According to VMware CTO Greg Lavender, there are four key steps that architects and senior IT leaders should take to experience the efficiency, agility and responsiveness that’s possible with multi-cloud.
Realizing Value When Architecting Your Multi-Cloud Strategy
VMware CTO Greg Lavender recently wrote a useful blog on how to get started on a multi-cloud architecture. If anyone knows what it means to build a cloud, it’s Greg. Before coming to VMware, he spent six years at Citigroup as the CTO of Cloud Architecture and Technology Engineering. At Citi, he built a global private cloud that operated across almost two dozen data centers, supported multiple business units and was available in more than half the number of countries that make up the United Nations. An impressive achievement, to say the least.
Here, I summarize the key findings and observations in Greg’s blog. His practical and actionable guidance is certain to add value for anyone planning a move to multi-cloud.
A step-by-step strategy
In his blog, Greg lays out four steps for planning and executing a successful multi-cloud strategy:
- Define the basic building blocks of your cloud – This architecture should address the needs of both your existing apps and those you expect to deliver in the future.
- Embrace four key strategic cloud principles – Consciously architect the trade-offs across the four cloud levers of speed, cost, scale and security.
- Move up the business value chain – Broaden your focus beyond just infrastructure to understand the core processes surrounding applications.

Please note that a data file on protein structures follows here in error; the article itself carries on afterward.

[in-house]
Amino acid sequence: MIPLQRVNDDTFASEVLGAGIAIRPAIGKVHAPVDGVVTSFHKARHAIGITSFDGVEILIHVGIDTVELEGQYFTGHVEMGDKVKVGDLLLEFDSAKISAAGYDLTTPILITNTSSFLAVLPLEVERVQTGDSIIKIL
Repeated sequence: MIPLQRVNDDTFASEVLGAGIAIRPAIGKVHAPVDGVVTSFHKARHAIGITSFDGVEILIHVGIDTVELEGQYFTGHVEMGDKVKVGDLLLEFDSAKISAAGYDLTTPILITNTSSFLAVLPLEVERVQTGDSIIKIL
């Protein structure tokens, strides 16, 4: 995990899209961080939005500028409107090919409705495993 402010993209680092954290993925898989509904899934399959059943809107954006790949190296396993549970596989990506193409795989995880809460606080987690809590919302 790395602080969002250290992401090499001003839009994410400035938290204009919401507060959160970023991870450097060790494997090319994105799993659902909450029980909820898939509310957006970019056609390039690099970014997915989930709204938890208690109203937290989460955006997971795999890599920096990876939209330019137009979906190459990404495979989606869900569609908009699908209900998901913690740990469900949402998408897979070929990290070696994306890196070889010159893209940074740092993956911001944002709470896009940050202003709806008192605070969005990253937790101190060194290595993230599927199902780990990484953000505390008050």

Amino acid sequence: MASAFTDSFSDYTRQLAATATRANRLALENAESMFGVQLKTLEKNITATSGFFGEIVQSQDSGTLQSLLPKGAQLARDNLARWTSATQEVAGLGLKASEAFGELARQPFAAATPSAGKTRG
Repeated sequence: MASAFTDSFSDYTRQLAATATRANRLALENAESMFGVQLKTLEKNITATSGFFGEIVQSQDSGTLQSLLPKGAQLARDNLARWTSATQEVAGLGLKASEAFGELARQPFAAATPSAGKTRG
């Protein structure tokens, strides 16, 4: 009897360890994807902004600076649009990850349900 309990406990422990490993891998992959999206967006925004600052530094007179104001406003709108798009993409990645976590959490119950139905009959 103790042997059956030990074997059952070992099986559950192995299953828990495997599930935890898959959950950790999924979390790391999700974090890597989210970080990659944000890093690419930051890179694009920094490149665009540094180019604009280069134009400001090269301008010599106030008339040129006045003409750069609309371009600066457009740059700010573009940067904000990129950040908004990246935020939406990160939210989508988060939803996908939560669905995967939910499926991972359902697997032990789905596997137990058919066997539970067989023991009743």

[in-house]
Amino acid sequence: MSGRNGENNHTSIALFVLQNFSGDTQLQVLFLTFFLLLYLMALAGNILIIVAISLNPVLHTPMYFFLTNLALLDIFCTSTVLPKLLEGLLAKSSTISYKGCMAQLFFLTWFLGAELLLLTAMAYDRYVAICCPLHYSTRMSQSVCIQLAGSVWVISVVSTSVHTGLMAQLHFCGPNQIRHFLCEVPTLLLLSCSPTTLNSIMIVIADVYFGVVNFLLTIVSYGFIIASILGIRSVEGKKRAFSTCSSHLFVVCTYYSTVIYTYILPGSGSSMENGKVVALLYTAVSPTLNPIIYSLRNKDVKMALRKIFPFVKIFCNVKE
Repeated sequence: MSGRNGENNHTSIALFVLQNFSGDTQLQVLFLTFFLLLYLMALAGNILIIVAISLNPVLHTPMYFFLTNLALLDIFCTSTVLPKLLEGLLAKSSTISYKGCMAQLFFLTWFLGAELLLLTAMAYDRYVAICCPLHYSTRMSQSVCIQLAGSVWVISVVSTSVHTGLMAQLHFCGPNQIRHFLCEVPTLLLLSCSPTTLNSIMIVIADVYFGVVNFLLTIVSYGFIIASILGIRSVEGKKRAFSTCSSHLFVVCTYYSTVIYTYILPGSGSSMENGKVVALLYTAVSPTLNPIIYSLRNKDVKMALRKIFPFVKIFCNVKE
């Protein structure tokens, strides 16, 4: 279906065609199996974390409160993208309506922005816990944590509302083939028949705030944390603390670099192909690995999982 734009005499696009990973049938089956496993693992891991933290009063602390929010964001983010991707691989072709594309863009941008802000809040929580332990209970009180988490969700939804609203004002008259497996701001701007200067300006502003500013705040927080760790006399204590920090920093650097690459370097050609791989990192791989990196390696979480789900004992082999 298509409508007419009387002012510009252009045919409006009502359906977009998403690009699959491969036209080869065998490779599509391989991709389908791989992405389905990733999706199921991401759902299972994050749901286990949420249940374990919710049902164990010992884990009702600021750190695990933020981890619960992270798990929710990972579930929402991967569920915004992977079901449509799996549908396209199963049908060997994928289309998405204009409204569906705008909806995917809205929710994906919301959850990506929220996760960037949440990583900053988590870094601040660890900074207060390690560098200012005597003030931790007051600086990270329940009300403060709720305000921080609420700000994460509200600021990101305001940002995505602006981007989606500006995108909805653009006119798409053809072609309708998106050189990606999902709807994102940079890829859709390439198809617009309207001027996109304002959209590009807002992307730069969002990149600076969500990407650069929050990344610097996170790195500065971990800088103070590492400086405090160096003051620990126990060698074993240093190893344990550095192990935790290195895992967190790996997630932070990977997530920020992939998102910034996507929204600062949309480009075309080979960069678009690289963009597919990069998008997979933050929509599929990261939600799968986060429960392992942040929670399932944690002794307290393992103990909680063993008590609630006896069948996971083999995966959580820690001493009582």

- Have the right conversations with key stakeholders – Cloud initiatives touch many teams, so it’s important to actively manage the change needed in culture, core processes and technology.
Cloud is much more than IaaS
Greg’s discussion around the business value chain is particularly insightful. As the graphic below shows, you can build business value step-by step – starting with IaaS and infrastructure operations, and then moving through various offerings as a service, namely PaaS/CaaS, FaaS and DevOps, then DaaS and Data Ops, SaaS and SaaS Ops. Business and technology alignment sit at the highest end of the value chain, delivering new efficiency, agility and responsiveness.
As Greg points out, most IT leaders focus on the left side of the equation, but the real wins are realized when you address the right side of the continuum.
I encourage anyone considering a multi-cloud project to read Greg’s blog. It’s a quick read, but it speaks to some critically important concepts that will help you execute a successful multi-cloud strategy.
Looking to better understand VMware’s unique approach to multi-cloud architecture? Get the definitive guide here.
To learn about how VMware is helping organizations address multi-cloud requirements, visit the Cloud Solutions page on VMware.com.
Another good multi-cloud resource is Architect Central, featuring blogs written for architects responsible for building out cloud environments.